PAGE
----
Ghost Brigade
Until Fear No Longer Defines Us

Two years ago, Ghost Brigade painted the wall behind me red with a shotgun blast that was Isolation Songs; it blew my mind. Just like having the back of your head wide open, the album, with its perfect combination of dread and melody, shimmered light into the genre that had long been somewhat stagnant. It was a perfect blend between Finnish melodic doom and post-metal, spiced with modern Katatonia and excellent, catchy songwriting.

Coming into Until Fear No Longer Defines Us, Ghost Brigade didn’t face an easy task as rehashing old ideas would be suicide even if everyone was expecting Isolation Songs V2. Luckily, the band seems to have found middle ground, advancing their sound without straying away from the elements that worked. The album’s an altered beast that takes a bit more time to absorb as Until Fear No Longer Defines Us isn’t as strikingly memorable. Yet, a lot of the hardships stem from the unrealistic expectations set upon it. Once you cast away past accomplishments and look at the band anew, things start to click. Still, it’s obvious that the album misses a few of those truly standout magnificent tracks that drive you to your knees.

Opener “In The Woods” begins the 58-minute journey with acoustics and calm singing before “Clawmaster” throws in deeply distorted guitars and Manne Ikonen’s harsher vocals. Quite surprisingly, the track has a similar ambient veil that Lacuna Coil had on their first few albums, but gothic romanticism this is not. On the other hand, the track is a good example of the album’s material; shape shifting, drawing emotions and feelings from wherever, whilst maintaining musical consistency and unique identity. Third track “Chamber” makes gestures towards the previous album’s catchier moments (“Into The Black Light”). By the time “Traces of Liberty” steamrolls from the speakers, it’s clear Ghost Brigade are back. The track provides the album’s first pummel. It allures darkness into its riffs from the bleaker and blacker sides of metal.

The next batch of songs bring in experimentation, while reassuring everyone the band still knows how to craft dynamic, captivating songs that are crushing, rocking, and often beautiful. “Divine Act of Lunacy” is driven by Veli-Matti Suihkonen’s percussion work and some uplifting overtones, whereas “Torn”, with its menacing rhythm, bangs forth the album’s most aggressive cut before strings sketch its end with light and hope. Ghost Brigade might be their weakest when they deliver safer songs like “Grain”. The track gains a bit of momentum when it (only) hints of a catchy punchline, but most of the time it’s merely churning melodic hues with the safety on. Indeed, when it’s time for a new album, I’ve learned to hope that they experiment with their sound further than they have here; there’s plenty of avenues that the band could walk down to refine their distinctive style (without forgetting catchiness, without forgetting the hooks.)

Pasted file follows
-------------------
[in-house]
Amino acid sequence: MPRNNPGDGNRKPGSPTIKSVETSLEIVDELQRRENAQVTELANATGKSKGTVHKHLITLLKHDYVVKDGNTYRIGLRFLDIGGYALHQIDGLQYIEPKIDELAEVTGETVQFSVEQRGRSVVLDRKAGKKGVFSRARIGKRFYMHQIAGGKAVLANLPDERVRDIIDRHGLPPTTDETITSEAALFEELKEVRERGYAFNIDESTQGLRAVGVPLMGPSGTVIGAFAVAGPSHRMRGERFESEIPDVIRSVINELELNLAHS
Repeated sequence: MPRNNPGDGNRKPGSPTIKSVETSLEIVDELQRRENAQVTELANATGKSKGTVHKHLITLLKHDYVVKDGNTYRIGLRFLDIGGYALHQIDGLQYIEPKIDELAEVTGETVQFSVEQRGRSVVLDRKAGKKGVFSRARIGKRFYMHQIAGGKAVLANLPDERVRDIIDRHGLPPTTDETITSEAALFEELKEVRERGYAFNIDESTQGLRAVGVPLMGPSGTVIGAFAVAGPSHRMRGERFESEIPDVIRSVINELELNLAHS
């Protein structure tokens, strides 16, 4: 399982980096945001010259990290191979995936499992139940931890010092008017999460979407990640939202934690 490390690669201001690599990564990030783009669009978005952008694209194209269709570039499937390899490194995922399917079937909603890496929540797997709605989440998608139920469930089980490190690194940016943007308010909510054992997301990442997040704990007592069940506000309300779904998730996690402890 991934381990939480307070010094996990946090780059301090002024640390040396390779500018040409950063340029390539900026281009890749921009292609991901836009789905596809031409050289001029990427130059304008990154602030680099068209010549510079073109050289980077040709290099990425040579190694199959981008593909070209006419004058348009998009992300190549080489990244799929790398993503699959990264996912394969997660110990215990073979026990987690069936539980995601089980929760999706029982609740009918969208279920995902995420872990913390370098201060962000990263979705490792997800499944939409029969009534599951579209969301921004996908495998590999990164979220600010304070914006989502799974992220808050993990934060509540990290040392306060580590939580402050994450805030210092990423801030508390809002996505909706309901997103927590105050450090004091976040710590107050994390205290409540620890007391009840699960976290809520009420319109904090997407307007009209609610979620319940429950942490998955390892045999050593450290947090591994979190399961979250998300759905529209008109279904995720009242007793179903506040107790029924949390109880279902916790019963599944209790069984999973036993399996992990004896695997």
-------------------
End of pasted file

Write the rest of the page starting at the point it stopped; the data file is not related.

Until Fear No Longer Defines Us basically continues from where the previous album left off, facing the burden of being a follow-up to one of 2009’s best records. After a few handfuls of listens, Ghost Brigade’s new one hasn’t gone above and beyond the predecessor — hardly a surprise considering the crater Isolation Songs’ impact caused. This is not to say that the band doesn’t deliver one of the year’s better releases, though, because that’s exactly what the band does: Until Fear No Longer Defines Us is a record worthy of your time and with each listen, it only seems to get better. Isn’t that enough?

 

[Visit the band's website]
Written by Mikko K.
October 25th, 2011

Comments

  1. Commented by: jon from nj

    Ghost Brigade have yet to do any wrong. Great band, great album.


  2. Commented by: Nick Taxidermy

    checking this band out now. sounds cool.


  3. Commented by: Nick Taxidermy

    Mikko, there must be something in the water (ice) in Finnland. this is great stuff.


  4. Commented by: GW

    They should just call themselves Ghostatonia.


  5. Commented by: Evil In U

    I wanna like this band but I usually get bored with them pretty quickly. Good review though.


  6. Commented by: stiffy

    I with Evil In U, I can’t get int these guys.


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